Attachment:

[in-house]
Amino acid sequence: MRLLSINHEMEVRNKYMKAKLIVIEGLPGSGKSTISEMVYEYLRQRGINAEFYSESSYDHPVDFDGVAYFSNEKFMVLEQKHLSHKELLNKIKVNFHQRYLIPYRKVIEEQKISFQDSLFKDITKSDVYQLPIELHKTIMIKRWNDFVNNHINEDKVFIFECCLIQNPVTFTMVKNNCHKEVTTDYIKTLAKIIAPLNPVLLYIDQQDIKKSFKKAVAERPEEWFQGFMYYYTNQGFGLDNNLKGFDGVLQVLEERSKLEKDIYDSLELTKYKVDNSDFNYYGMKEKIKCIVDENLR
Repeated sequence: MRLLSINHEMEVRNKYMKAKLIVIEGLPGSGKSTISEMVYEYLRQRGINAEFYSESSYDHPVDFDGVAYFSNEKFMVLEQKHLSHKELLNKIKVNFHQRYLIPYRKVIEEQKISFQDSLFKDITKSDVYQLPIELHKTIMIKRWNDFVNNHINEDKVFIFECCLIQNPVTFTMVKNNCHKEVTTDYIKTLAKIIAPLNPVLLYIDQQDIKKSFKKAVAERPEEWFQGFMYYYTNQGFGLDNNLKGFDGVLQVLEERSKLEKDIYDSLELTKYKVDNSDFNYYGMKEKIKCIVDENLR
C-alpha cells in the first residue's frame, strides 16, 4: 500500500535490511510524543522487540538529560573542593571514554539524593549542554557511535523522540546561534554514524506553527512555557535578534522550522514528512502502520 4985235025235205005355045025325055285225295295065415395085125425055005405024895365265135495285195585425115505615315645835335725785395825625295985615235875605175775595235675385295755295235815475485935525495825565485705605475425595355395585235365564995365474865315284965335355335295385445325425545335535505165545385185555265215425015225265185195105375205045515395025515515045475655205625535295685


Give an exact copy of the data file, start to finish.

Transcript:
[in-house]
Amino acid sequence: MRLLSINHEMEVRNKYMKAKLIVIEGLPGSGKSTISEMVYEYLRQRGINAEFYSESSYDHPVDFDGVAYFSNEKFMVLEQKHLSHKELLNKIKVNFHQRYLIPYRKVIEEQKISFQDSLFKDITKSDVYQLPIELHKTIMIKRWNDFVNNHINEDKVFIFECCLIQNPVTFTMVKNNCHKEVTTDYIKTLAKIIAPLNPVLLYIDQQDIKKSFKKAVAERPEEWFQGFMYYYTNQGFGLDNNLKGFDGVLQVLEERSKLEKDIYDSLELTKYKVDNSDFNYYGMKEKIKCIVDENLR
Repeated sequence: MRLLSINHEMEVRNKYMKAKLIVIEGLPGSGKSTISEMVYEYLRQRGINAEFYSESSYDHPVDFDGVAYFSNEKFMVLEQKHLSHKELLNKIKVNFHQRYLIPYRKVIEEQKISFQDSLFKDITKSDVYQLPIELHKTIMIKRWNDFVNNHINEDKVFIFECCLIQNPVTFTMVKNNCHKEVTTDYIKTLAKIIAPLNPVLLYIDQQDIKKSFKKAVAERPEEWFQGFMYYYTNQGFGLDNNLKGFDGVLQVLEERSKLEKDIYDSLELTKYKVDNSDFNYYGMKEKIKCIVDENLR
C-alpha cells in the first residue's frame, strides 16, 4: 500500500535490511510524543522487540538529560573542593571514554539524593549542554557511535523522540546561534554514524506553527512555557535578534522550522514528512502502520 4985235025235205005355045025325055285225295295065415395085125425055005405024895365265135495285195585425115505615315645835335725785395825625295985615235875605175775595235675385295755295235815475485935525495825565485705605475425595355395585235365564995365474865315284965335355335295385445325425545335535505165545385185555265215425015225265185195105375205045515395025515515045475655205625535295685